Recruitment Genius: Care Worker - Residential Emergency Service

£16800 - £19500 per annum: Recruitment Genius: Would you like to join an organ...

Recruitment Genius: Senior Landscaper

£25000 - £28000 per annum: Recruitment Genius: In the last five years this com...

Day In a Page

Refugee crisis: David Cameron lowered the flag for the dead king of Saudi Arabia - will he do the same honour for little Aylan Kurdi?

Cameron lowered the flag for the dead king of Saudi Arabia...

But will he do the same honour for little Aylan Kurdi, asks Robert Fisk
Our leaders lack courage in this refugee crisis. We are shamed by our European neighbours

Our leaders lack courage in this refugee crisis. We are shamed by our European neighbours

Humanity must be at the heart of politics, says Jeremy Corbyn
Joe Biden's 'tease tour': Could the US Vice-President be testing the water for a presidential run?

Joe Biden's 'tease tour'

Could the US Vice-President be testing the water for a presidential run?
Britain's 24-hour culture: With the 'leisured society' a distant dream we're working longer and less regular hours than ever

Britain's 24-hour culture

With the 'leisured society' a distant dream we're working longer and less regular hours than ever
Diplomacy board game: Treachery is the way to win - which makes it just like the real thing

The addictive nature of Diplomacy

Bullying, betrayal, aggression – it may be just a board game, but the family that plays Diplomacy may never look at each other in the same way again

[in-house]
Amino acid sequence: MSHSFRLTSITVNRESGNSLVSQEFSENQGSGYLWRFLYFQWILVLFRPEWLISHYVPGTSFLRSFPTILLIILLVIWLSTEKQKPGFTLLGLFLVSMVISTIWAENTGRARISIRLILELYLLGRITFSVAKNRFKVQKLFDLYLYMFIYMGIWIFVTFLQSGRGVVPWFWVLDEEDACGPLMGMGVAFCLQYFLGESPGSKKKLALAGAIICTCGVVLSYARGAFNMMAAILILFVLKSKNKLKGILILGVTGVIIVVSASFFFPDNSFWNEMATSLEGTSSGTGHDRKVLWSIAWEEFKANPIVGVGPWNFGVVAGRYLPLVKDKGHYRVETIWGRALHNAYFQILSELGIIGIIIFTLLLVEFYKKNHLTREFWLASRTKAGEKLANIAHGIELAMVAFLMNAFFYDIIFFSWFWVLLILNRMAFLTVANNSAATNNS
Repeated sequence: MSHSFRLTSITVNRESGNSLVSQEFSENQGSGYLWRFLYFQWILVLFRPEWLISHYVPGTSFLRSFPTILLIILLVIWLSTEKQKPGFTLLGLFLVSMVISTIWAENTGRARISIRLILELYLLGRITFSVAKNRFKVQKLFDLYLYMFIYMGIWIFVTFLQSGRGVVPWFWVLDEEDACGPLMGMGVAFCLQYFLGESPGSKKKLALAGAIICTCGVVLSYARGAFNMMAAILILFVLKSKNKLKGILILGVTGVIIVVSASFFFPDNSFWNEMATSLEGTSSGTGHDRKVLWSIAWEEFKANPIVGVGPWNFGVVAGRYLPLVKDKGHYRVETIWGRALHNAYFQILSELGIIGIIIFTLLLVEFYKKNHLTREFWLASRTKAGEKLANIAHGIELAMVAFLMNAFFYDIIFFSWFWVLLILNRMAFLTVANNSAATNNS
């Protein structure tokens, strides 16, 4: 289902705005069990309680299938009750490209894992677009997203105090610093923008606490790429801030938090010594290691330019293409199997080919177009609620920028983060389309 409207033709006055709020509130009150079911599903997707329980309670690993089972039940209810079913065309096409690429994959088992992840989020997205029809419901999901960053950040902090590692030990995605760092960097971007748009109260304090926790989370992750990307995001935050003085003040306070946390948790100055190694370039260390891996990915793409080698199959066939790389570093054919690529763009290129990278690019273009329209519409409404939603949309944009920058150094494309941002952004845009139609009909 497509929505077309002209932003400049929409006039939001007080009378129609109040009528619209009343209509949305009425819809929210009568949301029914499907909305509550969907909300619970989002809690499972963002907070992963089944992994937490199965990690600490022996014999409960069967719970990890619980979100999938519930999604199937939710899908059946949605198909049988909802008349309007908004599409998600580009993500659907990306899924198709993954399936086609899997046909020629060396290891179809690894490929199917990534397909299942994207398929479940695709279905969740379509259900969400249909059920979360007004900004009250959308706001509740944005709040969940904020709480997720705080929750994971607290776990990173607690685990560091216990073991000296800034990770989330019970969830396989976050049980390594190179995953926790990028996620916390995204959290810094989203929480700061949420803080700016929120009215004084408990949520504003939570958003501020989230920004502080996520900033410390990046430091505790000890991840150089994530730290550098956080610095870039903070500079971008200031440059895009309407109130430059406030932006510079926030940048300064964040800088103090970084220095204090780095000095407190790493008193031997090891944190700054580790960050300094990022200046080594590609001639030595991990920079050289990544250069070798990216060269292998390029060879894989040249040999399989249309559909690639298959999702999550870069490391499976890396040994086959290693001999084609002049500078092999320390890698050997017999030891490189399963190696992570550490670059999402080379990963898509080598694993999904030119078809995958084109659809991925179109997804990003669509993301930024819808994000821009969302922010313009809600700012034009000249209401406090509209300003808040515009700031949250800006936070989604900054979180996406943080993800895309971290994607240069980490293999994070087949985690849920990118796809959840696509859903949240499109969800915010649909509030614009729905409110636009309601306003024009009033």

Lady Chatterley's Lover: Racy underwear for fans of DH Lawrence's equally racy tome

Fashion: Ooh, Lady Chatterley!

Take inspiration from DH Lawrence's racy tome with equally racy underwear
8 best children's clocks

Tick-tock: 8 best children's clocks

Whether you’re teaching them to tell the time or putting the finishing touches to a nursery, there’s a ticker for that
Charlie Austin: Queens Park Rangers striker says ‘If the move is not right, I’m not going’

Charlie Austin: ‘If the move is not right, I’m not going’

After hitting 18 goals in the Premier League last season, the QPR striker was the great non-deal of transfer deadline day. But he says he'd preferred another shot at promotion
Isis profits from destruction of antiquities by selling relics to dealers - and then blowing up the buildings they come from to conceal the evidence of looting

How Isis profits from destruction of antiquities

Robert Fisk on the terrorist group's manipulation of the market to increase the price of artefacts
Labour leadership: Andy Burnham urges Jeremy Corbyn voters to think again in last-minute plea

'If we lose touch we’ll end up with two decades of the Tories'

In an exclusive interview, Andy Burnham urges Jeremy Corbyn voters to think again in last-minute plea
Tunisia fears its Arab Spring could be reversed as the new regime becomes as intolerant of dissent as its predecessor

The Arab Spring reversed

Tunisian protesters fear that a new law will whitewash corrupt businessmen and officials, but they are finding that the new regime is becoming as intolerant of dissent as its predecessor
King Arthur: Legendary figure was real and lived most of his life in Strathclyde, academic claims

Academic claims King Arthur was real - and reveals where he lived

Dr Andrew Breeze says the legendary figure did exist – but was a general, not a king
Who is Oliver Bonas and how has he captured middle-class hearts?

Who is Oliver Bonas?

It's the first high-street store to pay its staff the living wage, and it saw out the recession in style
Earth has 'lost more than half its trees' since humans first started cutting them down

Axe-wielding Man fells half the world’s trees – leaving us just 422 each

However, the number of trees may be eight times higher than previously thought
60 years of Scalextric: Model cars are now stuffed with as much tech as real ones

60 years of Scalextric

Model cars are now stuffed with as much tech as real ones